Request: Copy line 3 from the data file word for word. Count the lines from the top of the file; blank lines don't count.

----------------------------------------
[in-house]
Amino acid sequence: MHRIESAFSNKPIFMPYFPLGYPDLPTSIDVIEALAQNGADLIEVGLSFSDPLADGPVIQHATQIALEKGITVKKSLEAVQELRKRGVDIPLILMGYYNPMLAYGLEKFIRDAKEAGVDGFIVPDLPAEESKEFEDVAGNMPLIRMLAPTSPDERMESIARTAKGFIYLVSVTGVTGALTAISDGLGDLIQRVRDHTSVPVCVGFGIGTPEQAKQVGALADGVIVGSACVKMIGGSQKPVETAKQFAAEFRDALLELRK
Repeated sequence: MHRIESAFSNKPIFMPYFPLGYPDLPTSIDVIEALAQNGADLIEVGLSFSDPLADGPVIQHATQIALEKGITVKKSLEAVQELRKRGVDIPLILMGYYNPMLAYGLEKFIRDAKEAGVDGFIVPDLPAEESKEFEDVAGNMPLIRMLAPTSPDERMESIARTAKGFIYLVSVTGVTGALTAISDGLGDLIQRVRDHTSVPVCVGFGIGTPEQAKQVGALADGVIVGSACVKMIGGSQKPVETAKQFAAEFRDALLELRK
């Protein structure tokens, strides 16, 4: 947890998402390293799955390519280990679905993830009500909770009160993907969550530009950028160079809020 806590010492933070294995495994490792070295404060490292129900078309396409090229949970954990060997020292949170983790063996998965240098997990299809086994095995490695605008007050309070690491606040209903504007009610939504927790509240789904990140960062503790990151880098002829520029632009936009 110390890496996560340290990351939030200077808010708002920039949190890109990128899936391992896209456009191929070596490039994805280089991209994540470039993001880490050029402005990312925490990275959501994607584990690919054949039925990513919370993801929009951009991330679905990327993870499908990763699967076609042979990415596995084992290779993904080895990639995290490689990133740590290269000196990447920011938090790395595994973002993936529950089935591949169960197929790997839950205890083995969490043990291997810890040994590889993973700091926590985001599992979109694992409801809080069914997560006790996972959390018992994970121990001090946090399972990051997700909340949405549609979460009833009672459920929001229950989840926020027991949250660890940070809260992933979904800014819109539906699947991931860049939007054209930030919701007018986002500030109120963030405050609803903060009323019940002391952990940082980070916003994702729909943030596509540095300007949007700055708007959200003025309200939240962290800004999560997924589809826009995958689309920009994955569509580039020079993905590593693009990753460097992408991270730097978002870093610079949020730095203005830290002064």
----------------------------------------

Repeated sequence: MHRIESAFSNKPIFMPYFPLGYPDLPTSIDVIEALAQNGADLIEVGLSFSDPLADGPVIQHATQIALEKGITVKKSLEAVQELRKRGVDIPLILMGYYNPMLAYGLEKFIRDAKEAGVDGFIVPDLPAEESKEFEDVAGNMPLIRMLAPTSPDERMESIARTAKGFIYLVSVTGVTGALTAISDGLGDLIQRVRDHTSVPVCVGFGIGTPEQAKQVGALADGVIVGSACVKMIGGSQKPVETAKQFAAEFRDALLELRK